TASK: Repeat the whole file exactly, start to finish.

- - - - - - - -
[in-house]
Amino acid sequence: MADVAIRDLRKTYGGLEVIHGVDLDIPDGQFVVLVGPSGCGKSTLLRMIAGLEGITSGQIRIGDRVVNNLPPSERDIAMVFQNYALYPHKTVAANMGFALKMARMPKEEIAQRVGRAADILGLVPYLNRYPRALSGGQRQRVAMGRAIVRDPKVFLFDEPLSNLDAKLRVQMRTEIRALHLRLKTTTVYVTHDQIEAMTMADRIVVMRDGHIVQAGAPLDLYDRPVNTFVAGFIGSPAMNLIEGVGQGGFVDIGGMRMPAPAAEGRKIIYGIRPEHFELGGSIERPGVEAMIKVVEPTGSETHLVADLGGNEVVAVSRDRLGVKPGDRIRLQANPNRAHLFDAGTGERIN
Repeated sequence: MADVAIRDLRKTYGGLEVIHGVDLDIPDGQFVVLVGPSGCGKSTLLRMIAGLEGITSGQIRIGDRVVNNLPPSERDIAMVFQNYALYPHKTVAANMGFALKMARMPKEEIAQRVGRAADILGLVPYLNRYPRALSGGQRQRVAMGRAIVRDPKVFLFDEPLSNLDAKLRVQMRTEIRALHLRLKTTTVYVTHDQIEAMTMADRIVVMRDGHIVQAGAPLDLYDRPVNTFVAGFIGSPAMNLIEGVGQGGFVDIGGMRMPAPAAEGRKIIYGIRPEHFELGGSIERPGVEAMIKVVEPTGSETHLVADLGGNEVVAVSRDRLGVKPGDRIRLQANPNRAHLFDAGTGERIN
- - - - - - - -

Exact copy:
[in-house]
Amino acid sequence: MADVAIRDLRKTYGGLEVIHGVDLDIPDGQFVVLVGPSGCGKSTLLRMIAGLEGITSGQIRIGDRVVNNLPPSERDIAMVFQNYALYPHKTVAANMGFALKMARMPKEEIAQRVGRAADILGLVPYLNRYPRALSGGQRQRVAMGRAIVRDPKVFLFDEPLSNLDAKLRVQMRTEIRALHLRLKTTTVYVTHDQIEAMTMADRIVVMRDGHIVQAGAPLDLYDRPVNTFVAGFIGSPAMNLIEGVGQGGFVDIGGMRMPAPAAEGRKIIYGIRPEHFELGGSIERPGVEAMIKVVEPTGSETHLVADLGGNEVVAVSRDRLGVKPGDRIRLQANPNRAHLFDAGTGERIN
Repeated sequence: MADVAIRDLRKTYGGLEVIHGVDLDIPDGQFVVLVGPSGCGKSTLLRMIAGLEGITSGQIRIGDRVVNNLPPSERDIAMVFQNYALYPHKTVAANMGFALKMARMPKEEIAQRVGRAADILGLVPYLNRYPRALSGGQRQRVAMGRAIVRDPKVFLFDEPLSNLDAKLRVQMRTEIRALHLRLKTTTVYVTHDQIEAMTMADRIVVMRDGHIVQAGAPLDLYDRPVNTFVAGFIGSPAMNLIEGVGQGGFVDIGGMRMPAPAAEGRKIIYGIRPEHFELGGSIERPGVEAMIKVVEPTGSETHLVADLGGNEVVAVSRDRLGVKPGDRIRLQANPNRAHLFDAGTGERIN